Sweden and Finland's application for NATO membership, prompted by the war in Ukraine, has highlighted the dispute between Turkey and the two Nordic countries, which Ankara accuses of supporting terrorists.

"The PKK is well established in these two countries which are home to several influential associations and a rich cultural production. Which obviously displeases Turkey a lot", underlines Hardy Mède, doctor in political science at the University of Paris 1, specialist in the question. Kurdish.

"In the 1950s, the Swedish state granted visa facilities to many Kurdish students who left to study in the USSR and who could not return home for political reasons. This tradition of welcoming continued after the 1971 and 1980 coups in Turkey, which generated new waves of exiles, and continues to this day."

Out of 10 million inhabitants, Sweden today has around 100,000 Kurds.

A much smaller diaspora than in Germany (nearly a million people) or in France (250,000), but particularly active politically since eight members of the Swedish Parliament are of Kurdish origin.

If the phenomenon of migration from Turkey is more recent in Finland, it has accelerated in recent years with the hardening of Erdogan's government policy.

According to Turkish Minister of Justice Bekir Bozdağ, the extradition files of six members of the PKK and six members of the Gülen movement are already awaiting processing in Finland, while those of 10 Gulenists and 11 members of the Kurdish armed group are waiting in Sweden.

Legal tussle

Aware of the growing influence of its opposition outside its borders, the Turkish power has multiplied legal proceedings in recent years to try to obtain the extradition of those it considers political adversaries.

Many requests have been filed in Sweden, France, Germany or even in the United States, with little or no success.

Even claims about alleged members of the PKK, though considered a terrorist organization by the European Union and the United States, are mostly dismissed, judges fearing that these militants will not be able to benefit from a fair trial in Turkey .

"Westerns criticize Turkey for a concept of terrorism without nuance, instrumentalized to muzzle its opponents", explains Didier Billion, deputy director of the Institute of international and strategic relations (Iris) and author of several books on Turkey.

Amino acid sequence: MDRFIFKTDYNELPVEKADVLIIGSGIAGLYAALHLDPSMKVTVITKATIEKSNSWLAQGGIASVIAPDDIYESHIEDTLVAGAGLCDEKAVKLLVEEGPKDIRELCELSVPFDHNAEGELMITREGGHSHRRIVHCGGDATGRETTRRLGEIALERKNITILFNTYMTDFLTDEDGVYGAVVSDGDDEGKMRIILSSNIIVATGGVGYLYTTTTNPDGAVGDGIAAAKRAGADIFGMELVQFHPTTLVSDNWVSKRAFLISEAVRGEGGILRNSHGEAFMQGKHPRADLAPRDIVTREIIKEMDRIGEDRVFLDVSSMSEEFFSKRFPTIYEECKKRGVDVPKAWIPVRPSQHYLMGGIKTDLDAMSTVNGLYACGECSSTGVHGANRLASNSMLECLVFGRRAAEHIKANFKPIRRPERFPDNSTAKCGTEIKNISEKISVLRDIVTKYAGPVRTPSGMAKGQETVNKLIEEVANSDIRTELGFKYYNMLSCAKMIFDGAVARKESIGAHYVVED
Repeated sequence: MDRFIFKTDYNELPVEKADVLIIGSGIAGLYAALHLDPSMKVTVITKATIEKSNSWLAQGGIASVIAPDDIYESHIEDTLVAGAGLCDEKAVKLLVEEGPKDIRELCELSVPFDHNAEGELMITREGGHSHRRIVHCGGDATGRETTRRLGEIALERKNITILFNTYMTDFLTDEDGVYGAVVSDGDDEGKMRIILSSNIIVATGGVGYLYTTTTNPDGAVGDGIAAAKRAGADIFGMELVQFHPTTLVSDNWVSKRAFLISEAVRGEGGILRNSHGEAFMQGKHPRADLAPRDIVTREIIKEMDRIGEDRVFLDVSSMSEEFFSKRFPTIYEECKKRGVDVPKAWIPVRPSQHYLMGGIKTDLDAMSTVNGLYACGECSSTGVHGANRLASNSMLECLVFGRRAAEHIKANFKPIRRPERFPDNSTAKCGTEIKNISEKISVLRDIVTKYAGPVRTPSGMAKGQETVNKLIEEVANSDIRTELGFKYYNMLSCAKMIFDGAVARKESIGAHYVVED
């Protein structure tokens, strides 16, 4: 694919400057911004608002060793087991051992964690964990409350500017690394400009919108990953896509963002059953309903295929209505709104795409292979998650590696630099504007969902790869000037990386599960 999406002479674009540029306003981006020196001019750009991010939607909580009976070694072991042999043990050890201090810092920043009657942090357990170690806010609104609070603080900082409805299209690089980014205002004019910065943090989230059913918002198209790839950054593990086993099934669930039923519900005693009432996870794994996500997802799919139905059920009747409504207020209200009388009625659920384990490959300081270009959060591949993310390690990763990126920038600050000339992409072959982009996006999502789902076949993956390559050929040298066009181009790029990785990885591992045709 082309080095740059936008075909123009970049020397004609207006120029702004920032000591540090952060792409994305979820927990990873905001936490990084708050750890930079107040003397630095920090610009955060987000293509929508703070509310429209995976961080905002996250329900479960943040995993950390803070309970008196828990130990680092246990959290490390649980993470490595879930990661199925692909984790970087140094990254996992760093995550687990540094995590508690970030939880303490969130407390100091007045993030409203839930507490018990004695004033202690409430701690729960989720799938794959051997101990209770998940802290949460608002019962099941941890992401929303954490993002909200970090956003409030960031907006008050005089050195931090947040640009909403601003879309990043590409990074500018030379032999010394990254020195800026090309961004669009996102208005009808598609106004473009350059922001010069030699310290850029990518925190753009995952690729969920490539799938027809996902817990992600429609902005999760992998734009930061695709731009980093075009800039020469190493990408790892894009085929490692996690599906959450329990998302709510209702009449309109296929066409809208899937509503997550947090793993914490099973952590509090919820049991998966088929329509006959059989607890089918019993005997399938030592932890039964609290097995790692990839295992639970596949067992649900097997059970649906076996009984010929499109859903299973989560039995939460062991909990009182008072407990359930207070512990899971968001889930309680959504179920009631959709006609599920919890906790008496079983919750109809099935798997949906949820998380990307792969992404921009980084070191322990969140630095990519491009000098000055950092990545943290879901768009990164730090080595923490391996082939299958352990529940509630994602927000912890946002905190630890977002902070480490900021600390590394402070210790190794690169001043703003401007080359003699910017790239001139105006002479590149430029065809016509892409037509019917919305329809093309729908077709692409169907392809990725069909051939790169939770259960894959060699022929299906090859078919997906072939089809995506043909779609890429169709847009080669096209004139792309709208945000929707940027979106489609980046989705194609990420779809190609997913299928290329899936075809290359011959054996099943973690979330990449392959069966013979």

"Ankara, for its part, considers the fight against terrorism as a vital issue, especially in the face of the PKK, which declared war on it almost 40 years ago and which has managed to maintain itself despite fierce state repression."

>> To read also: "In northern Syria, the Kurds once again in Erdogan's sights"

Faced with Turkish pressure, the Swedish and Finnish leaders refer to the signed text, indicating that they wish to strengthen cooperation with Turkey without modifying their legislation.

"The European Union has a very critical position vis-à-vis Turkish justice, which it knows is completely controlled by Erdogan's AKP", analyzes Hardy Mède.

"Sweden and Finland rely on this European unanimity, claiming that they will not change their procedures on the question of human rights. This argument allows them to counter the question of Turkish extraditions, especially since many of these cases have already been dismissed in both countries."

"It therefore seems very unlikely that Sweden and Finland will accede to these requests, with the possible exception of a few specific cases," he continues.

"On the other hand, measures will probably be taken to reduce the influence of the PKK in these countries. This could involve more rigorous control of the donations collected by the associations, or even the closure of some of them."

After the signing of the agreement with Turkey, Finland and Sweden claimed to have received no list or specific request for extradition from Ankara.

Accused of treason by the leftist opposition, the Swedish government tried to reassure the Kurdish community by organizing a meeting at the Ministry of Foreign Affairs.

For her part, Swedish Prime Minister Magdalena Andersson refused to comment on the promise mentioned by the Turkish president to return "73 terrorists" from Sweden to Turkey.